A neat summary of what the US government and central bank have accomplished over the past two years:
"...the government seized Fannie and Freddie, thereby effectively nationalizing a large portion of the entire US housing market; the Fed nationalized AIG; the treasury secretary told everybody that he needed $700 billion pronto to patch up the financial sector or the world would end; the treasury secretary then proceeded to partially nationalize the US financial sector; the federal government took over two of the Big Three car companies and threw traditional creditor rights out the window; the Fed more than doubled the monetary base in six months' time; the new Obama administration borrowed almost $800 billion to spend on "stimulus"; the federal government has taken a giant leap forward to socialized medicine; and just for kicks, the federal government also banned offshore drilling (though the rules are yet again undergoing revision)." - From Robert Murphy's article "Putting Austrian Business-Cycle Theory to the Test"
The above summary leaves out a lot, including the $8000 tax credit and other subsidies designed to encourage greater spending on houses, the "Cash For Clunkers" program designed to encourage greater spending on cars, the push for "Cap and Trade" and other legislation designed to address the imaginary hobgoblin that was originally known as "Global Warning" and is now known as "Climate Change", and the altering of accounting rules that miraculously transformed insolvent, loss-making banks into highly profitable enterprises. It does, however, paint an accurate picture of a raging bull market in government interventionism.
If the problem is that you are running in the wrong direction, the solution isn't to run faster
Ramping up government spending will make the economy less productive, so it should be no surprise to logical economists that the "Keynesian" response to economic downturns has a very poor record. It should, however, be a big surprise to Keynesian economists, and yet they never seem to be surprised by evidence that their policy prescriptions didn't work as advertised. Instead, they usually claim that the prescriptions would have worked had they been applied more aggressively.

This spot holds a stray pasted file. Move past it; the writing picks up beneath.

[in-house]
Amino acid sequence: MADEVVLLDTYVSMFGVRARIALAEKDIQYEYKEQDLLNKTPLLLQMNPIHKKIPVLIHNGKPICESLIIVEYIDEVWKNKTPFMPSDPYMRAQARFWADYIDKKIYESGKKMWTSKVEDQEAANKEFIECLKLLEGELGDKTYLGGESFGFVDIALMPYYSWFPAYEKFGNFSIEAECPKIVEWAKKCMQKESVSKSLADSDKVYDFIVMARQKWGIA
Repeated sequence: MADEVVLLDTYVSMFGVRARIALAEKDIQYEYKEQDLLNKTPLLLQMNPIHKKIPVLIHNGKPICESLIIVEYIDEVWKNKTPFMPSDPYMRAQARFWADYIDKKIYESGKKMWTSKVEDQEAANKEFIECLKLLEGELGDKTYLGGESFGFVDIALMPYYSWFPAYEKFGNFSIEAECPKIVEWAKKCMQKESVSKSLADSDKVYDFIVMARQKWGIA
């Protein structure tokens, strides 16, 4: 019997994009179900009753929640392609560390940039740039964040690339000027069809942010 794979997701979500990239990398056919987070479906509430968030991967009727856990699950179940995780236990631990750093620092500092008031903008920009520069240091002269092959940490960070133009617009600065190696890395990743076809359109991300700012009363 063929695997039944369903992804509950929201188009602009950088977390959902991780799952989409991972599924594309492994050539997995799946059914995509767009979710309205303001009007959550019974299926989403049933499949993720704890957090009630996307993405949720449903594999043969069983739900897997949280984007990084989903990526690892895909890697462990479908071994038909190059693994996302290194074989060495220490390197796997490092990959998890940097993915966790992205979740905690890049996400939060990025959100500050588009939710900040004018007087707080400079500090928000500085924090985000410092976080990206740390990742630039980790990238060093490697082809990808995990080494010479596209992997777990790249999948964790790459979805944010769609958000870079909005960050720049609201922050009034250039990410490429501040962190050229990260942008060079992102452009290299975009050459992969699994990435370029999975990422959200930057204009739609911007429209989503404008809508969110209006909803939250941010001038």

For example, according to Paul Krugman (today's "poster child" for Keynesian economics), the huge fiscal and monetary stimulus of 2008-2010 hasn't led to a meaningful rebound in the US economy because it simply wasn't huge enough. Apparently, the US economy would now be on much stronger footing if the Fed had created, and the government had spent, a lot more money.
The analysis of post-1990 Japan is another example. Japan has attempted one stimulus package after another for almost 20 years, in the process racking up a direct federal government debt that amounts to 200% of GDP. The result of the longest and most concerted modern-day application of Keynesian economics has been a long period of economic stagnation, but rather than acknowledge a problem with the underlying theory the Keynesians tell us that Japanese policy-makers didn't stimulate enough.
A third example worth mentioning involves the interpretation of what happened during the Great Depression of the 1930s. In 1939, after about 8 years of what would now be called a Keynesian response by the federal government to the economic weakness of the time, there were roughly as many unemployed people in the US as there had been at the 1932 depression trough. But rather than acknowledge the failure of a large increase in government spending and intervention to generate sustainable improvement in the economy -- an eminently predictable failure given that greater government spending generally results in the less-efficient use of resources and intervention creates uncertainty -- today's advocates of similar policies claim that the 1937-1939 return of a full-fledged depression was due to the 1936-1937 reduction in government/Fed stimulus. In other words, they claim, in effect, that the depression would never have returned in full force if the government and the central bank had continued to "stimulate" indefinitely.
One of the most remarkable things about economics is that failed theories can remain popular for generations. It seems that if an economic theory meshes with the goals of the politically powerful then it will never be completely discredited until its relentless application helps cause total devastation.
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